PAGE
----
Health

7 Ways You Can Avoid Getting A Cold

With the onset of cold and flu season, many of us look for ways to avoid a runny nose, sore throat and aches that come with a cold. From washing your hands to taking time to de-stress, here’s how you can easily prevent it.

By Shreya Maji
10 August 2021
7 Ways You Can Avoid Getting A Cold

A study by the National Centre for Disease Control, India, found that the average Indian experiences a common cold at least twice a year. The common cold is a self-limiting contagious disease, which means that it is typically spread from one infected person to another through close physical contact or air. A complete medical cure for the cold still remains elusive in the 21st century, as there are over one hundred varieties of the cold-causing rhinovirus.

Research conducted by the National Institute of Virology shows that across the Indo-Gangetic heartland and the west coast, meaning cities like New Delhi, Lucknow, Kolkata, Pune and others, common cold and flu season peaks around July to October. Though a common cold goes away in a fortnight with proper treatment (drinking enough fluids, resting and taking cough syrups) being sick with a runny nose, a sore throat, tiredness and body aches is never an enjoyable experience. Especially in the wake of COVID-19 which has similar symptoms, the best cure for the cold right now is prevention.

 

How to Avoid Catching A Cold

 

1. Don’t touch your face before washing your hands.

Cold-causing viruses can survive on surfaces like pens, door handles, table-tops, faucets and phones for over 24 hours. Your fingertips pick up the virus, from where it gets inside your body when you rub your eyes, nose or mouth. Since it is hard to remember not to touch your face, which you do almost involuntarily, a more practical way of preventing contamination would be to clean your hands with soap or an alcohol-based sanitiser frequently.

 

2. Get sufficient Vitamin D

In a National Health and Nutrition survey conducted in the United States, it was discovered that Vitamin D deficiency makes people more prone to getting respiratory tract infections. Vitamin D also plays a vital role in boosting the immunity system. In India, getting enough sunlight is an easy fix for our bodies to synthesise Vitamin D, yet 70% of Indians are suffering from a deficiency. You can get additional Vitamin D from egg yolks, mushrooms, oily fishes like salmon, cod liver oil, and multivitamin supplements.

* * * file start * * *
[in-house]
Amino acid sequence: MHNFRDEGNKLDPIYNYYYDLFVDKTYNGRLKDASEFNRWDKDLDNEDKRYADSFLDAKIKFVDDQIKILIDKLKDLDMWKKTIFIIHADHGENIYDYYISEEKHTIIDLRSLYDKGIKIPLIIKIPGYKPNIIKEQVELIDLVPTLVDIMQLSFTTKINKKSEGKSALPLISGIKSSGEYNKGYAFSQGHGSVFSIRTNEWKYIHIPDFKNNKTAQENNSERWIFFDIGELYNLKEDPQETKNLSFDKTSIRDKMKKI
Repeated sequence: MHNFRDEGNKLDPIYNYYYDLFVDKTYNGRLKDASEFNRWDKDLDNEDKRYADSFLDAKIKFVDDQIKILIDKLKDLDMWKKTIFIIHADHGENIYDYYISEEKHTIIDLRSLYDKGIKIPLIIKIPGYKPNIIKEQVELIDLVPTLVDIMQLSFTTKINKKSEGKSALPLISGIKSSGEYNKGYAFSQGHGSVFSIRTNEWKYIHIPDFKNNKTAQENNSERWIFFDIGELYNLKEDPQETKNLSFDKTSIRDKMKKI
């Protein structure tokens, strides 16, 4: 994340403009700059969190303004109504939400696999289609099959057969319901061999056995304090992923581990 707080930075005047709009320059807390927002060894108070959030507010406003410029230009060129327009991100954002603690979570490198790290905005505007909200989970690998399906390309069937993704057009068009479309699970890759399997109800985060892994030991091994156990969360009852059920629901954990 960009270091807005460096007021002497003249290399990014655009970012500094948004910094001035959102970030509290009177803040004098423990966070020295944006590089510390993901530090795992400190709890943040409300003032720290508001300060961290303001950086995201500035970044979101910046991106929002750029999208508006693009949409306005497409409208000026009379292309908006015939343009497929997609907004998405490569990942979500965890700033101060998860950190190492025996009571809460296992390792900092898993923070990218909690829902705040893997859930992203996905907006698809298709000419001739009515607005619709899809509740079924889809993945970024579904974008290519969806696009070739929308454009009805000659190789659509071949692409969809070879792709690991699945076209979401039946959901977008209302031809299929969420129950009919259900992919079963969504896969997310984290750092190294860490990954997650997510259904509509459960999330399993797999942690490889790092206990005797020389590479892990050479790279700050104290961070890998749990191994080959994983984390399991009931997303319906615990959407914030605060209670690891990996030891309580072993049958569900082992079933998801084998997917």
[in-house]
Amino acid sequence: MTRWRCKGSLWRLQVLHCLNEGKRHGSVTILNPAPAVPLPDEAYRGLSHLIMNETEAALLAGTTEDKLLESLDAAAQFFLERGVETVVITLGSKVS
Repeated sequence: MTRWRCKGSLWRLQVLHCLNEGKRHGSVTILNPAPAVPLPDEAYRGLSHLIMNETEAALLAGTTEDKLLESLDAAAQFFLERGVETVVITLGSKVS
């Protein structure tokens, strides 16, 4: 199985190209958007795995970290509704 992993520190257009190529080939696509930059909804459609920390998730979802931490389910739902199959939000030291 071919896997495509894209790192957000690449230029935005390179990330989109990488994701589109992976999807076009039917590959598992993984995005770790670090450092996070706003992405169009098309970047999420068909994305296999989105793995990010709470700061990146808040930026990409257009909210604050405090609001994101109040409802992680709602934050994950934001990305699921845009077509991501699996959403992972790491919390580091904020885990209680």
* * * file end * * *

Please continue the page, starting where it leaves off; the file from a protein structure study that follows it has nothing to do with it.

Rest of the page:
3. Take time to relax.

Cortisol is the hormone that helps the body to fight inflammation and disease. In situations of excess stress, cortisol is constantly pumped out which reduces the hormone’s overall effectiveness and thus weakens your immunity system. Find an effective way to wind down from situations of personal stress. Try yoga, meditation, or a relaxing hobby for long-term benefits.

 

4. Get enough restful sleep.

There is increasing evidence of the connection between sleep and your body’s immunity system. In an experiment conducted by Carnegie Mellon University, it was found that people who do not get sufficient sleep are three times more likely to catch a cold than those who do. On top of this, the better the quality of sleep, the less prone you are to a cold. The recommended amount of sleep for healthy adults is seven to nine hours daily.

 

5. Exercise regularly.

Regular exercise has been linked to the improved circulation of disease-fighting white blood cells (WBCs) in our bodies. Exercise also helps to reduce stress and thus prevents the excess release of cortisol, and this keeps infection at bay.

 

6. Eat foods that contain phytochemicals.

“Phyto” means plant, and phytochemicals are chemical compounds present in plants that have numerous health benefits. Although research is still ongoing, consumption of dark green, yellow and red vegetables and fruits has been connected to increased immunity against infection. Eat foods like broccoli, berries, carrots, spinach and pears in order to keep your body supercharged.

 

7. Keep personal items separate.

It is very easy to contract the cold virus from an infected person in your family if you do not clean your personal belongings regularly. Since the symptoms show up only two to three days after exposure, and the virus itself survives on surfaces for 24 hours, personal belongings like toothbrushes, towels, combs and drinking glasses can easily spread the virus. Clean such personal items regularly in soapy water, or keep yours separate in order to avoid catching the cold.

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